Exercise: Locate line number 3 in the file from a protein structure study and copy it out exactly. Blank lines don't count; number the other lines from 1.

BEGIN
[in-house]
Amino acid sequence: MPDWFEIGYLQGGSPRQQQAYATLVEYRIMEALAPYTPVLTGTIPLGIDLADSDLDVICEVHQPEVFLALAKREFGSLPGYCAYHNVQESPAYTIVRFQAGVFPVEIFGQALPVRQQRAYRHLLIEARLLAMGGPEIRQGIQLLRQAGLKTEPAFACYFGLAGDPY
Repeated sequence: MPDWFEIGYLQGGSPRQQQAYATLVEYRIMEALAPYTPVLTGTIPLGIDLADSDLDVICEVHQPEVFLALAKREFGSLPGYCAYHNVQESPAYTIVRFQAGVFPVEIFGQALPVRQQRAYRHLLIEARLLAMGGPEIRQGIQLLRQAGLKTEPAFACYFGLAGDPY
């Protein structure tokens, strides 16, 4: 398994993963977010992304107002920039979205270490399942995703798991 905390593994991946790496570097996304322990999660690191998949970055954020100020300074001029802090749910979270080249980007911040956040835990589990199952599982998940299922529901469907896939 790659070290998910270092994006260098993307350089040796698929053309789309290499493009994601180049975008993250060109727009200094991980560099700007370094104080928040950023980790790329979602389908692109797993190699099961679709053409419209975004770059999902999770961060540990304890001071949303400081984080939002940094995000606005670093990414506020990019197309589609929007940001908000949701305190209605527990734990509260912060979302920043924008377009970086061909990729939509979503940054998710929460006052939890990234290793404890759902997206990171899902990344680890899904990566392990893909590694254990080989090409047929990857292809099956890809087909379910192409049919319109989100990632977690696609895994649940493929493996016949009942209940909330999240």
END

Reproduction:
Repeated sequence: MPDWFEIGYLQGGSPRQQQAYATLVEYRIMEALAPYTPVLTGTIPLGIDLADSDLDVICEVHQPEVFLALAKREFGSLPGYCAYHNVQESPAYTIVRFQAGVFPVEIFGQALPVRQQRAYRHLLIEARLLAMGGPEIRQGIQLLRQAGLKTEPAFACYFGLAGDPY